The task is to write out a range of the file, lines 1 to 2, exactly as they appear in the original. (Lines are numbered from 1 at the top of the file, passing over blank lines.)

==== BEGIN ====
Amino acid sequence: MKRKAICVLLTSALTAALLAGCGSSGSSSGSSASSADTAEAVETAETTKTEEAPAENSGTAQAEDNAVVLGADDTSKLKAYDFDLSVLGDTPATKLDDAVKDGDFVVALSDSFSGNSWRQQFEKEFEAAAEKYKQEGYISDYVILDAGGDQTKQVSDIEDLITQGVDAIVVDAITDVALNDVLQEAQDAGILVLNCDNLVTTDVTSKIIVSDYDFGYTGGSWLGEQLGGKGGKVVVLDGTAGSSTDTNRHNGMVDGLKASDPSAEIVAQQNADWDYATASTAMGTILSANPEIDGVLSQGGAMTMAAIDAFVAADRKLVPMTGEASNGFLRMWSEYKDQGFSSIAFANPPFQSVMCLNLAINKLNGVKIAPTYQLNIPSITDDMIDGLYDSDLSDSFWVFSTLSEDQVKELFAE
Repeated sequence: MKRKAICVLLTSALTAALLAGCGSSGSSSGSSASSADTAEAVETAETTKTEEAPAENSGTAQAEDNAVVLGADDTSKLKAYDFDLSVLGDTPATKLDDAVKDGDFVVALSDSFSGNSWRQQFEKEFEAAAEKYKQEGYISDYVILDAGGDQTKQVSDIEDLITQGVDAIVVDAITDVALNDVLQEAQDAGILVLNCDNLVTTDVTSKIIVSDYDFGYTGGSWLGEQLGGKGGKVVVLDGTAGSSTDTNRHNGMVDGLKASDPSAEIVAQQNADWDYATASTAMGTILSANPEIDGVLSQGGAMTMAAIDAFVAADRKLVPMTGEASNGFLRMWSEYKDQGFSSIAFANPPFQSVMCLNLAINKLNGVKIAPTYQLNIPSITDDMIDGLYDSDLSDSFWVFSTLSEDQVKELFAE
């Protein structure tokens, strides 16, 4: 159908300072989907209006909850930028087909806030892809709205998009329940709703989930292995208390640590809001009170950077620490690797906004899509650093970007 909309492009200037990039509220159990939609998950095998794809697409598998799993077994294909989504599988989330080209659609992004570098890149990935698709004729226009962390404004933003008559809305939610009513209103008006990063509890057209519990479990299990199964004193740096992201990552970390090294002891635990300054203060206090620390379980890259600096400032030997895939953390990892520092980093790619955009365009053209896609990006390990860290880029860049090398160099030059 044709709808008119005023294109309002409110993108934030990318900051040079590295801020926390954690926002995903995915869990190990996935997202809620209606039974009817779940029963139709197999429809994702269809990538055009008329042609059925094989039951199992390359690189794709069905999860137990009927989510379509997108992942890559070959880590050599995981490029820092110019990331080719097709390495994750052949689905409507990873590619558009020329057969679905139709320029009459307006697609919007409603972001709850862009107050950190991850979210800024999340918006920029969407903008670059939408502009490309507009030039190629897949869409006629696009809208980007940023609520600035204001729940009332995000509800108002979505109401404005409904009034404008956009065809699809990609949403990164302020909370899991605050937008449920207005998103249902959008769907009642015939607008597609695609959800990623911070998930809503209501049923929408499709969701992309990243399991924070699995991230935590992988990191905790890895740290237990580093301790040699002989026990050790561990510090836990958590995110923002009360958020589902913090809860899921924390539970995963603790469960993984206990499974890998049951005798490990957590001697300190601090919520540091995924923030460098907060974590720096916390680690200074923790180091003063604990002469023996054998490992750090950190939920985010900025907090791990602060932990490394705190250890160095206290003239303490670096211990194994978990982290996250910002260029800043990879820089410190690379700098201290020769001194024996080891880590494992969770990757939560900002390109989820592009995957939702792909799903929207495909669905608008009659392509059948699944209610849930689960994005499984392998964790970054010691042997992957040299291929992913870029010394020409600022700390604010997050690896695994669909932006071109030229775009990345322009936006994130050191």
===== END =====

Amino acid sequence: MKRKAICVLLTSALTAALLAGCGSSGSSSGSSASSADTAEAVETAETTKTEEAPAENSGTAQAEDNAVVLGADDTSKLKAYDFDLSVLGDTPATKLDDAVKDGDFVVALSDSFSGNSWRQQFEKEFEAAAEKYKQEGYISDYVILDAGGDQTKQVSDIEDLITQGVDAIVVDAITDVALNDVLQEAQDAGILVLNCDNLVTTDVTSKIIVSDYDFGYTGGSWLGEQLGGKGGKVVVLDGTAGSSTDTNRHNGMVDGLKASDPSAEIVAQQNADWDYATASTAMGTILSANPEIDGVLSQGGAMTMAAIDAFVAADRKLVPMTGEASNGFLRMWSEYKDQGFSSIAFANPPFQSVMCLNLAINKLNGVKIAPTYQLNIPSITDDMIDGLYDSDLSDSFWVFSTLSEDQVKELFAE
Repeated sequence: MKRKAICVLLTSALTAALLAGCGSSGSSSGSSASSADTAEAVETAETTKTEEAPAENSGTAQAEDNAVVLGADDTSKLKAYDFDLSVLGDTPATKLDDAVKDGDFVVALSDSFSGNSWRQQFEKEFEAAAEKYKQEGYISDYVILDAGGDQTKQVSDIEDLITQGVDAIVVDAITDVALNDVLQEAQDAGILVLNCDNLVTTDVTSKIIVSDYDFGYTGGSWLGEQLGGKGGKVVVLDGTAGSSTDTNRHNGMVDGLKASDPSAEIVAQQNADWDYATASTAMGTILSANPEIDGVLSQGGAMTMAAIDAFVAADRKLVPMTGEASNGFLRMWSEYKDQGFSSIAFANPPFQSVMCLNLAINKLNGVKIAPTYQLNIPSITDDMIDGLYDSDLSDSFWVFSTLSEDQVKELFAE